02/21/2004 1:00AM

Ardoin calls it quits; accepts training job

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Jockey Ronald Ardoin, a Louisiana riding great and one of just 18 jockeys to win 5,000 or more races, said Saturday he has retired from race riding and has accepted a position as farm trainer for a new Texas training center and breeding operation being launched by Turf Express.

Ardoin, 46, has not ridden since March 7, 2003, when he damaged a main tendon in his left wrist in a gate mishap at Oaklawn Park. He gave the injury close to a year to heal and considered surgery to help its progress. But when Ardoin learned there was only a 50-50 chance the procedure would result in a full recovery, he discussed retirement with his family.

They encouraged him to do so, and at just about the same time, he received an offer to train from Mark Cornett, who heads Turf Express. Ardoin will initially oversee 45 horses, from 2-year-olds to layups, at the farm, which is located near Tyler, Texas.

"I was looking for a new challenge, and that new challenge came up," said Ardoin, who rode for 30 years. "I walk away from riding feeling good. I thank everybody who helped me achieve what I achieved. It was a wonderful ride."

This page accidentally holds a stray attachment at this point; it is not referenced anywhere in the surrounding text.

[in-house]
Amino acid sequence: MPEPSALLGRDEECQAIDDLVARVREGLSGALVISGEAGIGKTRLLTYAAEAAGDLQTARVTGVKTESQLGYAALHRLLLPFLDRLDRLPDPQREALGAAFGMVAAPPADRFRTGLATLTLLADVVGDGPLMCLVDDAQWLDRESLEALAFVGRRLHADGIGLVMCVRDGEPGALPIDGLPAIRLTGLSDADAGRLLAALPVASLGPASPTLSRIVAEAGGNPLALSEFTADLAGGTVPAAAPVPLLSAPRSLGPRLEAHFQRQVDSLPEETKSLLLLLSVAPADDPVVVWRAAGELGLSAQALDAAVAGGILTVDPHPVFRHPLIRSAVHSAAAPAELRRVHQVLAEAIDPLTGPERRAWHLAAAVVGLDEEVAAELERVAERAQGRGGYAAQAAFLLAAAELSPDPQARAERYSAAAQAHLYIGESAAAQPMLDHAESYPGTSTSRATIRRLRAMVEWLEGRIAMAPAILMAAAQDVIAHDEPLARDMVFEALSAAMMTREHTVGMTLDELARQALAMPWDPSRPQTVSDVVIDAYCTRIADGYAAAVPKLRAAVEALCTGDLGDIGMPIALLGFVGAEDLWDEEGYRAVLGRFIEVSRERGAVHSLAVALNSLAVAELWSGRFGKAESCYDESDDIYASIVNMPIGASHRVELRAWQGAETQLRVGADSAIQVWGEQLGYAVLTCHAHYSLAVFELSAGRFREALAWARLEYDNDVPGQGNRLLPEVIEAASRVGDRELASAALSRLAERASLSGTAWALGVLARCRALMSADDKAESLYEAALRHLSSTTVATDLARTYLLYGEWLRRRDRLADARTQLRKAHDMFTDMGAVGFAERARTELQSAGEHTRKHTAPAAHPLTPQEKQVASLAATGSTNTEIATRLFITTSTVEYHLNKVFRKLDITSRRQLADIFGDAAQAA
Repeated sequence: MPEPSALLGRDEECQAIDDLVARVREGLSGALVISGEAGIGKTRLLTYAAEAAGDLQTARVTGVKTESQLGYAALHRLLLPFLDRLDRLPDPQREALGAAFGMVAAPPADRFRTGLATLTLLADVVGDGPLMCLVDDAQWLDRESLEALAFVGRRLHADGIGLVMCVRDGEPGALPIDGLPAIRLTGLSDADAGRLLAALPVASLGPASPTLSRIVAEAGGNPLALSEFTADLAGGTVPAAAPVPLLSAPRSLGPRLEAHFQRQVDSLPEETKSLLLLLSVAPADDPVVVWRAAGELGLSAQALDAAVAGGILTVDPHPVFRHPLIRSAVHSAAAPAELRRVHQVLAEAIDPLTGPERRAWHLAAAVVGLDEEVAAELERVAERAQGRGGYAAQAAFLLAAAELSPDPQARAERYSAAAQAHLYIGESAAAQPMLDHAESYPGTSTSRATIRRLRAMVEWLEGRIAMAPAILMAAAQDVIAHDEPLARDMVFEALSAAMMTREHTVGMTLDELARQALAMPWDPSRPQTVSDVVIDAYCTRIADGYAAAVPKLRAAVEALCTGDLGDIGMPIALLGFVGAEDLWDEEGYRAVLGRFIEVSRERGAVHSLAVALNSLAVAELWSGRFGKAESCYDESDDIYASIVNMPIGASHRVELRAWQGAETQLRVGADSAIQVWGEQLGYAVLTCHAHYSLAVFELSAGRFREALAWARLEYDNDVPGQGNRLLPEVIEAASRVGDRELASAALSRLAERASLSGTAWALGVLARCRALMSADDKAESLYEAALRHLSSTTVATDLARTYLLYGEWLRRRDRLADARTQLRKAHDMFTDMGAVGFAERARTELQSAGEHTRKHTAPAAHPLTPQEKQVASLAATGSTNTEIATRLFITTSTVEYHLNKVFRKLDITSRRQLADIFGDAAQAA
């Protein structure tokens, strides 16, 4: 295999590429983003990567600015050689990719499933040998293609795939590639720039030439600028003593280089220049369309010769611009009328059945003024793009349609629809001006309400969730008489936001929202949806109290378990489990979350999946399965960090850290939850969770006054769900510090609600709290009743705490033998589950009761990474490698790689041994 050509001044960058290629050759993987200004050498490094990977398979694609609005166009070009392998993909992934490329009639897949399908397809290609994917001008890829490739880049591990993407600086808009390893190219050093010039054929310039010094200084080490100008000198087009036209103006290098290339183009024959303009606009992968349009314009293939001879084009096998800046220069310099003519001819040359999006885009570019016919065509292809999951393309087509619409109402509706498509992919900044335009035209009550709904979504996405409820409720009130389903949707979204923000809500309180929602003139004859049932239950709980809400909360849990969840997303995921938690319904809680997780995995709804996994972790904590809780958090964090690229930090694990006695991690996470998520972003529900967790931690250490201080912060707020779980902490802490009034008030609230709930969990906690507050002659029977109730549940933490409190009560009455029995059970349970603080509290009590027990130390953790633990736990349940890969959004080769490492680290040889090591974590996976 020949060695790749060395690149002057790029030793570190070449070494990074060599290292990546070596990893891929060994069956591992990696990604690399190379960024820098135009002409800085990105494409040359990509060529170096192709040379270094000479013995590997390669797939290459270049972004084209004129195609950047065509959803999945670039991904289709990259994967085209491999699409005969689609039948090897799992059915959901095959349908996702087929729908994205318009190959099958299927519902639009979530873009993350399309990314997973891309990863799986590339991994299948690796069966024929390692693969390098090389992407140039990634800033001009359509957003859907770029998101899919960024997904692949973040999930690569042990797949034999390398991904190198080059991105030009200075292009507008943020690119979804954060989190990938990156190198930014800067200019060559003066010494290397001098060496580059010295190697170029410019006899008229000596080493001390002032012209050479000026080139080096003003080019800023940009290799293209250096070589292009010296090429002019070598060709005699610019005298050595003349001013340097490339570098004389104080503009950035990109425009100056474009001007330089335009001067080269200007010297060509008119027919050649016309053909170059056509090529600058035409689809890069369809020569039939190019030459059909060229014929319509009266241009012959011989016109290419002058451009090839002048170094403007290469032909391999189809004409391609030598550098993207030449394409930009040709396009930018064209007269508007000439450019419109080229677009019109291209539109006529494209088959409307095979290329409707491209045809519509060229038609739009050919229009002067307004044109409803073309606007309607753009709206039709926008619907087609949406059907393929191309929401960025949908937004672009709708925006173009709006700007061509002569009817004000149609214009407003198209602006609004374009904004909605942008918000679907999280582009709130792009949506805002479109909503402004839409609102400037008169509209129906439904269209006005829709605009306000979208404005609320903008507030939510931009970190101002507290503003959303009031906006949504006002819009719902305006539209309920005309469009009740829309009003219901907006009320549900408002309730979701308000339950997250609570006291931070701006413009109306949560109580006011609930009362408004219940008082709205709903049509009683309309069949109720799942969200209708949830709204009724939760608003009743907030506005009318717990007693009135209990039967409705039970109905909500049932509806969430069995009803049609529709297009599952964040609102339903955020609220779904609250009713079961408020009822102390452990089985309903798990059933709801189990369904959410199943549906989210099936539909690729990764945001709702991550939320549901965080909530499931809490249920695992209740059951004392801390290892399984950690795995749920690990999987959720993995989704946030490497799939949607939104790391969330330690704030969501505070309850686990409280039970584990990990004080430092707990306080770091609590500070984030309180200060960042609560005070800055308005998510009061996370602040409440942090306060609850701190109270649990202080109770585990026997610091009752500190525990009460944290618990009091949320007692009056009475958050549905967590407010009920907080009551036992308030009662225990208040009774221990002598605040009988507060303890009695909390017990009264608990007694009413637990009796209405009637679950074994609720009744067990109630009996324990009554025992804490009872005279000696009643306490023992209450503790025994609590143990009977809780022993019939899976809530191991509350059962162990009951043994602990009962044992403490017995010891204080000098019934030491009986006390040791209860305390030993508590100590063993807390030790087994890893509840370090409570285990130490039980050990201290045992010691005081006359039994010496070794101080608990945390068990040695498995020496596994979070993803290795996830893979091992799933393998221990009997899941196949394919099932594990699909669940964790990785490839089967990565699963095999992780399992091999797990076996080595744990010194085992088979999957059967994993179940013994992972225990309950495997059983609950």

Ardoin won with 5,226 of 32,335 career mounts and retires with mount earnings of $58,908,059. He won 2,848 of those races at his home track of Louisiana Downs in Bossier City, La., where he ranks as the all-time winningest jockey. Ardoin won six titles at Louisiana Downs and another six at Fair Grounds in New Orleans, where he was inducted into the track's Hall of Fame in 1996.

Ardoin also was the leading rider during the inaugural meet at Lone Star Park near Dallas in 1997. He won his first career title as an apprentice, taking the championship at Evangeline Downs near Lafayette, La., in 1974.

Ardoin's most important victories include the 1996 Arkansas Derby, which he won with Zarb's Magic, and the New Orleans Handicap, which he won in 1980 with Pool Court and in 1996 with Scott's Scoundrel.

Ardoin retired once before, in 1991 because of a back injury, but made a comeback and went on to reach the 5,000-win career plateau in August 2000. He was the 16th rider to reach that milestone.